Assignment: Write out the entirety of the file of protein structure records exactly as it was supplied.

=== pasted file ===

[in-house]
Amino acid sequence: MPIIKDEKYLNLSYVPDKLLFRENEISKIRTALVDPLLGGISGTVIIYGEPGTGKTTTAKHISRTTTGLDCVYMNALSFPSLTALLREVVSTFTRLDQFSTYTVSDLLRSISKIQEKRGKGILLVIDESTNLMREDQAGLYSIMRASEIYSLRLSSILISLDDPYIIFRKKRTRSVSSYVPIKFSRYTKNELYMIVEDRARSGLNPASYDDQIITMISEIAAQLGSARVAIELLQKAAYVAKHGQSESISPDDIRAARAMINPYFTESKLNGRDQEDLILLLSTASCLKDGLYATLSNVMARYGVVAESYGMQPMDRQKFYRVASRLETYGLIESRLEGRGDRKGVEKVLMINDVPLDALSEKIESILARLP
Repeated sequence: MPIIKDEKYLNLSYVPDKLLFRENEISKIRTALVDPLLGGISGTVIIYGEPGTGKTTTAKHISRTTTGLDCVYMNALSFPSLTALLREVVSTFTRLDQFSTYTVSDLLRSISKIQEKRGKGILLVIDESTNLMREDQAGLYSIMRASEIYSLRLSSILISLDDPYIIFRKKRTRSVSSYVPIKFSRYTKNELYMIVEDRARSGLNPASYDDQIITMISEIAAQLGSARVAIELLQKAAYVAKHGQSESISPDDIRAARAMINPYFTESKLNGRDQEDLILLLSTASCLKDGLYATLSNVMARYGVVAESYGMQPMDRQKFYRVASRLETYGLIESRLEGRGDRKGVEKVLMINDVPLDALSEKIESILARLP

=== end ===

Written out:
[in-house]
Amino acid sequence: MPIIKDEKYLNLSYVPDKLLFRENEISKIRTALVDPLLGGISGTVIIYGEPGTGKTTTAKHISRTTTGLDCVYMNALSFPSLTALLREVVSTFTRLDQFSTYTVSDLLRSISKIQEKRGKGILLVIDESTNLMREDQAGLYSIMRASEIYSLRLSSILISLDDPYIIFRKKRTRSVSSYVPIKFSRYTKNELYMIVEDRARSGLNPASYDDQIITMISEIAAQLGSARVAIELLQKAAYVAKHGQSESISPDDIRAARAMINPYFTESKLNGRDQEDLILLLSTASCLKDGLYATLSNVMARYGVVAESYGMQPMDRQKFYRVASRLETYGLIESRLEGRGDRKGVEKVLMINDVPLDALSEKIESILARLP
Repeated sequence: MPIIKDEKYLNLSYVPDKLLFRENEISKIRTALVDPLLGGISGTVIIYGEPGTGKTTTAKHISRTTTGLDCVYMNALSFPSLTALLREVVSTFTRLDQFSTYTVSDLLRSISKIQEKRGKGILLVIDESTNLMREDQAGLYSIMRASEIYSLRLSSILISLDDPYIIFRKKRTRSVSSYVPIKFSRYTKNELYMIVEDRARSGLNPASYDDQIITMISEIAAQLGSARVAIELLQKAAYVAKHGQSESISPDDIRAARAMINPYFTESKLNGRDQEDLILLLSTASCLKDGLYATLSNVMARYGVVAESYGMQPMDRQKFYRVASRLETYGLIESRLEGRGDRKGVEKVLMINDVPLDALSEKIESILARLP